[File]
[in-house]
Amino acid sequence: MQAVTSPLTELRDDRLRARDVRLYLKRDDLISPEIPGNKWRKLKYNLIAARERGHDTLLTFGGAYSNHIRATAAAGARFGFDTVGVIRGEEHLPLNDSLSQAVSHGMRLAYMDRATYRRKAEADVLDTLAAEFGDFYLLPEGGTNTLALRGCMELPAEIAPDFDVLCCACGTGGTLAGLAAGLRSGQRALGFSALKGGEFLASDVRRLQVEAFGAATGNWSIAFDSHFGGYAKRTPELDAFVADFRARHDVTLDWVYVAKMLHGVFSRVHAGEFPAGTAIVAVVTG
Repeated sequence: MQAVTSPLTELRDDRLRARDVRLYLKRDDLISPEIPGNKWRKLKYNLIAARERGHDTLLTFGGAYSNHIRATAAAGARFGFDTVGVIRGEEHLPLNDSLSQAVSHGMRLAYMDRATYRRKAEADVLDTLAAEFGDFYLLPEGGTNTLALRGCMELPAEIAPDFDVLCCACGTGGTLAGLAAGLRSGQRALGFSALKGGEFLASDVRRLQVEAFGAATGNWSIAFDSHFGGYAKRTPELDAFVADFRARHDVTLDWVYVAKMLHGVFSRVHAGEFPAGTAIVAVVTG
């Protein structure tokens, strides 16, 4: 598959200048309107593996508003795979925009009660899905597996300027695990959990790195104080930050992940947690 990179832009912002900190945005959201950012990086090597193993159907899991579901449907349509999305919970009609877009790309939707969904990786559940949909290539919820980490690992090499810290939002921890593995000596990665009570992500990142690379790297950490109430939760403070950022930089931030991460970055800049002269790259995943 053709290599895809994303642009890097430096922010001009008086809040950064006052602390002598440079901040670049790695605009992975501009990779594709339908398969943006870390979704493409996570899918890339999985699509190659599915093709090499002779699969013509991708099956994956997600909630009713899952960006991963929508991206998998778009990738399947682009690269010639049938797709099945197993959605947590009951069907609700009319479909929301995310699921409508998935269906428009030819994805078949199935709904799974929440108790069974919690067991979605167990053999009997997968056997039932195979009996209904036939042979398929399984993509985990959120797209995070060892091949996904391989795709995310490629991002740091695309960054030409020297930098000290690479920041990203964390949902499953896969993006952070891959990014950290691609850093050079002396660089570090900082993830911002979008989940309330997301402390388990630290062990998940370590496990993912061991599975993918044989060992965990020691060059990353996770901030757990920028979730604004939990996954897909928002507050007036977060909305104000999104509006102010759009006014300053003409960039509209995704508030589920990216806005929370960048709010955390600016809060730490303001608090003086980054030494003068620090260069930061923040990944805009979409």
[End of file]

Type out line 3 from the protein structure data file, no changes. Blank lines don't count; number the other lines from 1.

Repeated sequence: MQAVTSPLTELRDDRLRARDVRLYLKRDDLISPEIPGNKWRKLKYNLIAARERGHDTLLTFGGAYSNHIRATAAAGARFGFDTVGVIRGEEHLPLNDSLSQAVSHGMRLAYMDRATYRRKAEADVLDTLAAEFGDFYLLPEGGTNTLALRGCMELPAEIAPDFDVLCCACGTGGTLAGLAAGLRSGQRALGFSALKGGEFLASDVRRLQVEAFGAATGNWSIAFDSHFGGYAKRTPELDAFVADFRARHDVTLDWVYVAKMLHGVFSRVHAGEFPAGTAIVAVVTG